In 1924, Frank Lloyd Wright was commissioned to create an “objective” for short automobile trips from Baltimore or Washington DC. Gordon Strong, a wealthy Chicago businessman, had purchased Sugarloaf Mountain and surrounding land south of Frederick, MD with the idea of creating a destination at the top of the mountain, reachable only by car. The plans and models for the Gordon Strong Automobile Objective, though never built, show the early appearance of the spiral design which 30 years later would be realized in the Solomon R. Guggenheim Museum in New York City, one of Wright’s most celebrated masterpieces. Models and sketches of this work are part of the the Guggenheim’s 50th anniversary celebration and exhibit of Wright’s contributions to architecture.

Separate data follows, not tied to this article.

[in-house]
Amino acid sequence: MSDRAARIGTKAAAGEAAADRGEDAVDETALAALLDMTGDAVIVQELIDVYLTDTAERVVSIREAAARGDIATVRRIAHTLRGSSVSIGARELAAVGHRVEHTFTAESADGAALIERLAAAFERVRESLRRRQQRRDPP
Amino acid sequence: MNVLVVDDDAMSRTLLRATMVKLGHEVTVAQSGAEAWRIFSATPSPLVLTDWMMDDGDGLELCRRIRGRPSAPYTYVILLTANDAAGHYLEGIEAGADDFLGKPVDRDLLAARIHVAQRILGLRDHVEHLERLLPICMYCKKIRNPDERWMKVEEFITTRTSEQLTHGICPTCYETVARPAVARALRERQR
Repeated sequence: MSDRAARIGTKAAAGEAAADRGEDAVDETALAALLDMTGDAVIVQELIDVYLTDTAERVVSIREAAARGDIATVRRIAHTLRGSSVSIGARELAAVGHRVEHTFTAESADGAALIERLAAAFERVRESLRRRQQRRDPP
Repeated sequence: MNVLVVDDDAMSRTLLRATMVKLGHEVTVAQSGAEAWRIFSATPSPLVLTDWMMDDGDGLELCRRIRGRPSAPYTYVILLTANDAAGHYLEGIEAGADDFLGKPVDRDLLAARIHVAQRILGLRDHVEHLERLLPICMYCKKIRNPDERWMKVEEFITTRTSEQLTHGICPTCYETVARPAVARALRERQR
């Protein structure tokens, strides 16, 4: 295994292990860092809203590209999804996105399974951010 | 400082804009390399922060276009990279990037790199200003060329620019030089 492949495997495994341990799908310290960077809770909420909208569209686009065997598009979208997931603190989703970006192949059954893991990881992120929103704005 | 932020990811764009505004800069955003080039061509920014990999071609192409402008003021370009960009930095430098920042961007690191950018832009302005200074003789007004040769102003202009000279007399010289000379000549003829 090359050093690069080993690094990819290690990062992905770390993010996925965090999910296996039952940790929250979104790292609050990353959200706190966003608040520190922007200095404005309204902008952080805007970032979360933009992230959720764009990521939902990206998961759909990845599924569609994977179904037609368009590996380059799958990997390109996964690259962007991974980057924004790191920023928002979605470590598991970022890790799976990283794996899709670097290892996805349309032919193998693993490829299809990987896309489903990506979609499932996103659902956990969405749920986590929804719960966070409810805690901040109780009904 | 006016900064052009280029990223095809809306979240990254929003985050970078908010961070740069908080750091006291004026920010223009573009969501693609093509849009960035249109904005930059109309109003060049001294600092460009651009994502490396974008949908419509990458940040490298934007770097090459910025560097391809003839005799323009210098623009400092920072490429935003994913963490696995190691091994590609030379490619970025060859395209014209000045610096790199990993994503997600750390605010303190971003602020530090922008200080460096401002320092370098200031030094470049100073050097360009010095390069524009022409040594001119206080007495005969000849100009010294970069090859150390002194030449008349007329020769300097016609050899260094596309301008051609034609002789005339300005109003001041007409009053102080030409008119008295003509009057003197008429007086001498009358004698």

Not having been to the exhibition yet, I can’t say whether there is a discussion of the effects of Wright’s love of the car as well as his love of open spaces and distaste for crowded cities. How much did he influence the growth of suburban sprawl and the spiraling number of ills it has caused?